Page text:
Whenever I read Raymond Chandler or Dashiell Hammett, I tend to feel that I could write like them. I just began Sara Gran's Dope and her writing is so sparse and simple, that it seems like anyone could write like her. Not the case. It's a perfectly rendered noir novel. 19 pages in, 224 pages left. I'm ready to go.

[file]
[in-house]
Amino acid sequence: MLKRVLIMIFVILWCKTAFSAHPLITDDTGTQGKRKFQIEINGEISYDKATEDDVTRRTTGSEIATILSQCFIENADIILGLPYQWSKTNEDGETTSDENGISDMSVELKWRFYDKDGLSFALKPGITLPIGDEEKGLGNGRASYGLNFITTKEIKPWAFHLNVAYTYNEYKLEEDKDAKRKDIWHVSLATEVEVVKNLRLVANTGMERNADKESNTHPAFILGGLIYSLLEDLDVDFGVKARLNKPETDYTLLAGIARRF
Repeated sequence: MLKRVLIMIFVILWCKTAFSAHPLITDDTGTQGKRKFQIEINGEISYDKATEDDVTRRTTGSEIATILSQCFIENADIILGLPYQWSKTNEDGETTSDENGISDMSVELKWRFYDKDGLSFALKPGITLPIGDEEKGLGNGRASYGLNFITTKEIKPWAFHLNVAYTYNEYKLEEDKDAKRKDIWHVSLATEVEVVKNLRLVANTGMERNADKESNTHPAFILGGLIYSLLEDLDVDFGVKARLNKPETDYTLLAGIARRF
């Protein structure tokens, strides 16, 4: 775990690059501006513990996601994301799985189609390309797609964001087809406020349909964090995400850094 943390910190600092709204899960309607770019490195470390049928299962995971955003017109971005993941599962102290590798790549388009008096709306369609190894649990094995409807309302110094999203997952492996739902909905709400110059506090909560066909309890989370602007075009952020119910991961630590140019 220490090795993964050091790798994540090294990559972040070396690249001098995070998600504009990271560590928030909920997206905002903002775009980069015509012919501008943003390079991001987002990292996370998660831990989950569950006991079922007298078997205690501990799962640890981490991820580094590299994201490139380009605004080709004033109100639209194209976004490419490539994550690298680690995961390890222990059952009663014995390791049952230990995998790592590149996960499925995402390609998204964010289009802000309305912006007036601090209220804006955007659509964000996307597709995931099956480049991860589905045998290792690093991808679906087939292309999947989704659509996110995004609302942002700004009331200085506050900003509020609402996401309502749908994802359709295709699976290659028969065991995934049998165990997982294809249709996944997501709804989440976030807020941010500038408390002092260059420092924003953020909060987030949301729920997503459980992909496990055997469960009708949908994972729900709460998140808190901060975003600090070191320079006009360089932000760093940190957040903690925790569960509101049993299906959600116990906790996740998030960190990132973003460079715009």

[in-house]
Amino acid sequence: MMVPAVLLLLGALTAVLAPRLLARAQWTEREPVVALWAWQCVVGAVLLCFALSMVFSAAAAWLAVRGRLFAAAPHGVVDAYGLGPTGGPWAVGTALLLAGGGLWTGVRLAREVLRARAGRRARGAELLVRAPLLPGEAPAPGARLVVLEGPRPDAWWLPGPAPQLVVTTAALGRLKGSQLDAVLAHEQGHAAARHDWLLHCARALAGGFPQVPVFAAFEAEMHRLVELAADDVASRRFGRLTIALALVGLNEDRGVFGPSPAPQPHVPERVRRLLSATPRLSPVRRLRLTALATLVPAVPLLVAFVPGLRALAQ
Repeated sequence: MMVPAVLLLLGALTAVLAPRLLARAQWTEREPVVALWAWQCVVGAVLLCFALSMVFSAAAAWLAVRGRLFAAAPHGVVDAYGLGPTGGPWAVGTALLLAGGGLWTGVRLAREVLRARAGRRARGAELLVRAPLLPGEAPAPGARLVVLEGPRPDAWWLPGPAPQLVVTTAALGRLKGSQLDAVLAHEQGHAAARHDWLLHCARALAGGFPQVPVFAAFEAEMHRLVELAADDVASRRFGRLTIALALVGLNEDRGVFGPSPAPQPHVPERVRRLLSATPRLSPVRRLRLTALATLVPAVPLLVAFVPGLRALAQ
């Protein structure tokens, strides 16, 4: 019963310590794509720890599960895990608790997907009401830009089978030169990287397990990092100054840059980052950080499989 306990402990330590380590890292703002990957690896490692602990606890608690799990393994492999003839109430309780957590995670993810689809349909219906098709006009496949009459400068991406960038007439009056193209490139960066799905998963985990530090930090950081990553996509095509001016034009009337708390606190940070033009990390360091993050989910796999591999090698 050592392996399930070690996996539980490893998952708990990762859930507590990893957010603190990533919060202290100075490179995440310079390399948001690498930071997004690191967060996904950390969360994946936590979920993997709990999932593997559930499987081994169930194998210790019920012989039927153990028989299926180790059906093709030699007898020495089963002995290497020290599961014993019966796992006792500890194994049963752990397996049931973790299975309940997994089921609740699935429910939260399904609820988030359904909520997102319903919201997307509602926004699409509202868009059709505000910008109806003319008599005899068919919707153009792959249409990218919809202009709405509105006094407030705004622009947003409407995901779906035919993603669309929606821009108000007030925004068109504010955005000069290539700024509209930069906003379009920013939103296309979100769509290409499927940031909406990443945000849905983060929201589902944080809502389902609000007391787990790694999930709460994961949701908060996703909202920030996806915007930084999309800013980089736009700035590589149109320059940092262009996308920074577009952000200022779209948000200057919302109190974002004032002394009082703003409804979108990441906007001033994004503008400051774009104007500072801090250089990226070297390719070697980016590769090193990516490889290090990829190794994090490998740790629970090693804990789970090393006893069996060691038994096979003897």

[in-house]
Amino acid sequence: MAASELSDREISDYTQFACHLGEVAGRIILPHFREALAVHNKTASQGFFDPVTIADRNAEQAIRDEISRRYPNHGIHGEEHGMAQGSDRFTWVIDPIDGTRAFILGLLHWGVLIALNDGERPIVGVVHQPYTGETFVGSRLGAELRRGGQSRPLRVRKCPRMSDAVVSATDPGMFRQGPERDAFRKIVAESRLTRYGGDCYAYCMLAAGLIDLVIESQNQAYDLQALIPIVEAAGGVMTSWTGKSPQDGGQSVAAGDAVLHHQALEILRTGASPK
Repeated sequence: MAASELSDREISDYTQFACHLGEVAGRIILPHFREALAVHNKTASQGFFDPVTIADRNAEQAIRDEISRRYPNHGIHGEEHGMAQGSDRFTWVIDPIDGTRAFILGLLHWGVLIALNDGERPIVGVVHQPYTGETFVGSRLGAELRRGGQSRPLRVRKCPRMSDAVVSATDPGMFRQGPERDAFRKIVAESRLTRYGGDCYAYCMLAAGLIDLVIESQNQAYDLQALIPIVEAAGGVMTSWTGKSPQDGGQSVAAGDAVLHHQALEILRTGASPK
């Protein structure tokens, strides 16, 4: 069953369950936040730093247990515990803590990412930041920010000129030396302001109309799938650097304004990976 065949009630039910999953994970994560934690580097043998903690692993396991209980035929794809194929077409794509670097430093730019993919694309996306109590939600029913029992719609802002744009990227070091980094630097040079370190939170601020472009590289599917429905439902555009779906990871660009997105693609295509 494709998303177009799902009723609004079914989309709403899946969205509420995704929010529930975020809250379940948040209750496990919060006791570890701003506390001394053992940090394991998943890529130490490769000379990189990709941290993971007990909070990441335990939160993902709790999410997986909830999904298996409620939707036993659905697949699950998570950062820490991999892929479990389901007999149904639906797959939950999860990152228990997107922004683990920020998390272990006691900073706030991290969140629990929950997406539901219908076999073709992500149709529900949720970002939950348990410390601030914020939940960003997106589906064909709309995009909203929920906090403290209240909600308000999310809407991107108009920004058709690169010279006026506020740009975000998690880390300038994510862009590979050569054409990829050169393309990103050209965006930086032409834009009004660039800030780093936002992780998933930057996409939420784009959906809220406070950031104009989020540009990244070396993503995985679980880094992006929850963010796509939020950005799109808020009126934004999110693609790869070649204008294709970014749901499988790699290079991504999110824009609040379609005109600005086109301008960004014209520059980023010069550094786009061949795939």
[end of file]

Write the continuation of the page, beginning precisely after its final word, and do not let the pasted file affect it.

The bright sun outside was a shock after Maude's. It was one o'clock in the afternoon on May 14, 1950, in New York City. On Broadway I hailed a taxi to take me down to Fulton Street, and then I walked a few blocks until I found number 28. It was a quiet place, a tall narrow building that looked like someone had poured it in between two buildings on either side. The whole front of it was white stone carved up with clouds and faces and stars, and it came to a point at the top like a church. A doorman in a sharp blue uniform with gold braid opened the door for me with a big smile. Inside there were marble floors with clean red rugs and streams of people coming in and out, busy people in suits with briefcases and very important places to go. In the middle of the lobby was a big marble counter where a good-looking fellow in the same uniform sat guiding everyone on their busy way. But I already knew where I was going.